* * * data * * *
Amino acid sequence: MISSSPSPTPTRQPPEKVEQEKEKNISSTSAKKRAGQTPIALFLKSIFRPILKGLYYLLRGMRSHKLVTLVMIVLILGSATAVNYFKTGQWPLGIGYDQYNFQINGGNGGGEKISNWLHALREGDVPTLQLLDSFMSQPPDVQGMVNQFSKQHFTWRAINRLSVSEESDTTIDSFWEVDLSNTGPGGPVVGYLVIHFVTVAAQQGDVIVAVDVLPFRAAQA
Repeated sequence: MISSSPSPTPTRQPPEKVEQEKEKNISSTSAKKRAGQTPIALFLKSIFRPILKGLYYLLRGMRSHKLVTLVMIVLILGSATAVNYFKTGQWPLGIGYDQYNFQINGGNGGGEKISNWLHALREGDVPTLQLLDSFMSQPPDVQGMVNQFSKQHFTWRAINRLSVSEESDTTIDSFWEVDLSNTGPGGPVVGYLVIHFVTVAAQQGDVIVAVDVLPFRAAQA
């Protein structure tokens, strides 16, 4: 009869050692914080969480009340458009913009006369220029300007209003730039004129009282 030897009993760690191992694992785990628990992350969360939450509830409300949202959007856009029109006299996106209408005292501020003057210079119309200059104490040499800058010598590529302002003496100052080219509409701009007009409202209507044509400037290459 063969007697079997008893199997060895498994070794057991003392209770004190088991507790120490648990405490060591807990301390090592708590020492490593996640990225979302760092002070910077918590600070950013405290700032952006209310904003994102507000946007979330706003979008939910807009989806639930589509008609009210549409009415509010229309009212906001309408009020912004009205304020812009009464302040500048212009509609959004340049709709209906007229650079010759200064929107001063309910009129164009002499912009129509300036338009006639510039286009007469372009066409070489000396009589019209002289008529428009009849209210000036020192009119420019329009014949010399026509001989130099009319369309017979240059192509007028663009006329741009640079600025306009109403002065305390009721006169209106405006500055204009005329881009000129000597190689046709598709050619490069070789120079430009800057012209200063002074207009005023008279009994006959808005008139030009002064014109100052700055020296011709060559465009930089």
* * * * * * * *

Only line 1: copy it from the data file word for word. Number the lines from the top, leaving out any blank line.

Amino acid sequence: MISSSPSPTPTRQPPEKVEQEKEKNISSTSAKKRAGQTPIALFLKSIFRPILKGLYYLLRGMRSHKLVTLVMIVLILGSATAVNYFKTGQWPLGIGYDQYNFQINGGNGGGEKISNWLHALREGDVPTLQLLDSFMSQPPDVQGMVNQFSKQHFTWRAINRLSVSEESDTTIDSFWEVDLSNTGPGGPVVGYLVIHFVTVAAQQGDVIVAVDVLPFRAAQA